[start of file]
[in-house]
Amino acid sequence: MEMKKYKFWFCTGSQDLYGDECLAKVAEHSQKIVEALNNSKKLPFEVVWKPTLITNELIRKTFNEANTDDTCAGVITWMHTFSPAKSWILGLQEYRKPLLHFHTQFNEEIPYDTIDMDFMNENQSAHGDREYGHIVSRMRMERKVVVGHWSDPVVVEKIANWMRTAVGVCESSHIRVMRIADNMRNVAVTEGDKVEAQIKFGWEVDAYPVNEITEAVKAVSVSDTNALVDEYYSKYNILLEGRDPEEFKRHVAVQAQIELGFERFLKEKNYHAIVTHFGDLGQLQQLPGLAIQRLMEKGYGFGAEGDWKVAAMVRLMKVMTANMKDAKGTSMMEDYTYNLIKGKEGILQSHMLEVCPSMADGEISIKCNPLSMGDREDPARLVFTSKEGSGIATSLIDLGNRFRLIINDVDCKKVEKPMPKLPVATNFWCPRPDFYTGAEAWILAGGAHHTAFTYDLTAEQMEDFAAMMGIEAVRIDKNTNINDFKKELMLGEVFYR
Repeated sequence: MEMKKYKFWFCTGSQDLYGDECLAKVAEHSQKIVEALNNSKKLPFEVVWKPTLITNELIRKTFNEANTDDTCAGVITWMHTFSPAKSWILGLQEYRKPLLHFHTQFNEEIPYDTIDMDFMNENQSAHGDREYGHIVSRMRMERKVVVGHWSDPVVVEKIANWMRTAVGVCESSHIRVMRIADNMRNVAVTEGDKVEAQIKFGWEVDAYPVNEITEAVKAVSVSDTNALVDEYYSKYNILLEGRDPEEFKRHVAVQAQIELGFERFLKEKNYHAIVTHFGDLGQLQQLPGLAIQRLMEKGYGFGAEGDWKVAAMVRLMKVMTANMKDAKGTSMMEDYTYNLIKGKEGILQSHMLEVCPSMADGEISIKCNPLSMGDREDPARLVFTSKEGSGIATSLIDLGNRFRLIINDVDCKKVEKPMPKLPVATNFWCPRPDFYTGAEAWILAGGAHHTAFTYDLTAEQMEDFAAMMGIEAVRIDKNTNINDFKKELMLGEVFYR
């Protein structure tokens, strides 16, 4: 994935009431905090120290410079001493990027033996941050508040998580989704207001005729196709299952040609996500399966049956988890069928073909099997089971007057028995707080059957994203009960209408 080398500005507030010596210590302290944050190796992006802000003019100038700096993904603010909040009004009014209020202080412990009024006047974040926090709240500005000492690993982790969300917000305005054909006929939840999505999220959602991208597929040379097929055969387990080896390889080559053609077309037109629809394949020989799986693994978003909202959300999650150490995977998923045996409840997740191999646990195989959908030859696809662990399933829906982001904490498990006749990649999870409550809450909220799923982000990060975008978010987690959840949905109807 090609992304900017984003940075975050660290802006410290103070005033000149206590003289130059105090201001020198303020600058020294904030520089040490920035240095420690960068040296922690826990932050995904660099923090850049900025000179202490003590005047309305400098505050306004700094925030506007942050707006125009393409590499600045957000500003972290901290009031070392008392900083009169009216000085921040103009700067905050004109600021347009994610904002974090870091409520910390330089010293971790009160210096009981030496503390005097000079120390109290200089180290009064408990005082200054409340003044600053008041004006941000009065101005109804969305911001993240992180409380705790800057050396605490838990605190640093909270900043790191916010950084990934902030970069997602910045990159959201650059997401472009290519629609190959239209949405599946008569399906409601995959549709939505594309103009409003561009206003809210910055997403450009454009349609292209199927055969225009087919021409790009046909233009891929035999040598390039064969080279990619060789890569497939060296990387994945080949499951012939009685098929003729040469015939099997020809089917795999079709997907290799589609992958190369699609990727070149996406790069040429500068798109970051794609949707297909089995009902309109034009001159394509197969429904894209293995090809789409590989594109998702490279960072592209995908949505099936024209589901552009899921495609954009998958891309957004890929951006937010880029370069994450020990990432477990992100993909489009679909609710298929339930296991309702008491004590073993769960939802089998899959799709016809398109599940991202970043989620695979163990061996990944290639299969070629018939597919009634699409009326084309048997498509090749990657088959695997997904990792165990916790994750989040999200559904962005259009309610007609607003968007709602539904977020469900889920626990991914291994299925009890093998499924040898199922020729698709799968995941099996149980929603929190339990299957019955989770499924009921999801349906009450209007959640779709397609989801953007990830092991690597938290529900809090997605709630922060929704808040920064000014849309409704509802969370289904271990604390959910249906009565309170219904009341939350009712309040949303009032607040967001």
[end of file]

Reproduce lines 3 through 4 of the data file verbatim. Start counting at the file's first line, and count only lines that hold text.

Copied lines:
Repeated sequence: MEMKKYKFWFCTGSQDLYGDECLAKVAEHSQKIVEALNNSKKLPFEVVWKPTLITNELIRKTFNEANTDDTCAGVITWMHTFSPAKSWILGLQEYRKPLLHFHTQFNEEIPYDTIDMDFMNENQSAHGDREYGHIVSRMRMERKVVVGHWSDPVVVEKIANWMRTAVGVCESSHIRVMRIADNMRNVAVTEGDKVEAQIKFGWEVDAYPVNEITEAVKAVSVSDTNALVDEYYSKYNILLEGRDPEEFKRHVAVQAQIELGFERFLKEKNYHAIVTHFGDLGQLQQLPGLAIQRLMEKGYGFGAEGDWKVAAMVRLMKVMTANMKDAKGTSMMEDYTYNLIKGKEGILQSHMLEVCPSMADGEISIKCNPLSMGDREDPARLVFTSKEGSGIATSLIDLGNRFRLIINDVDCKKVEKPMPKLPVATNFWCPRPDFYTGAEAWILAGGAHHTAFTYDLTAEQMEDFAAMMGIEAVRIDKNTNINDFKKELMLGEVFYR
């Protein structure tokens, strides 16, 4: 994935009431905090120290410079001493990027033996941050508040998580989704207001005729196709299952040609996500399966049956988890069928073909099997089971007057028995707080059957994203009960209408 080398500005507030010596210590302290944050190796992006802000003019100038700096993904603010909040009004009014209020202080412990009024006047974040926090709240500005000492690993982790969300917000305005054909006929939840999505999220959602991208597929040379097929055969387990080896390889080559053609077309037109629809394949020989799986693994978003909202959300999650150490995977998923045996409840997740191999646990195989959908030859696809662990399933829906982001904490498990006749990649999870409550809450909220799923982000990060975008978010987690959840949905109807 090609992304900017984003940075975050660290802006410290103070005033000149206590003289130059105090201001020198303020600058020294904030520089040490920035240095420690960068040296922690826990932050995904660099923090850049900025000179202490003590005047309305400098505050306004700094925030506007942050707006125009393409590499600045957000500003972290901290009031070392008392900083009169009216000085921040103009700067905050004109600021347009994610904002974090870091409520910390330089010293971790009160210096009981030496503390005097000079120390109290200089180290009064408990005082200054409340003044600053008041004006941000009065101005109804969305911001993240992180409380705790800057050396605490838990605190640093909270900043790191916010950084990934902030970069997602910045990159959201650059997401472009290519629609190959239209949405599946008569399906409601995959549709939505594309103009409003561009206003809210910055997403450009454009349609292209199927055969225009087919021409790009046909233009891929035999040598390039064969080279990619060789890569497939060296990387994945080949499951012939009685098929003729040469015939099997020809089917795999079709997907290799589609992958190369699609990727070149996406790069040429500068798109970051794609949707297909089995009902309109034009001159394509197969429904894209293995090809789409590989594109998702490279960072592209995908949505099936024209589901552009899921495609954009998958891309957004890929951006937010880029370069994450020990990432477990992100993909489009679909609710298929339930296991309702008491004590073993769960939802089998899959799709016809398109599940991202970043989620695979163990061996990944290639299969070629018939597919009634699409009326084309048997498509090749990657088959695997997904990792165990916790994750989040999200559904962005259009309610007609607003968007709602539904977020469900889920626990991914291994299925009890093998499924040898199922020729698709799968995941099996149980929603929190339990299957019955989770499924009921999801349906009450209007959640779709397609989801953007990830092991690597938290529900809090997605709630922060929704808040920064000014849309409704509802969370289904271990604390959910249906009565309170219904009341939350009712309040949303009032607040967001």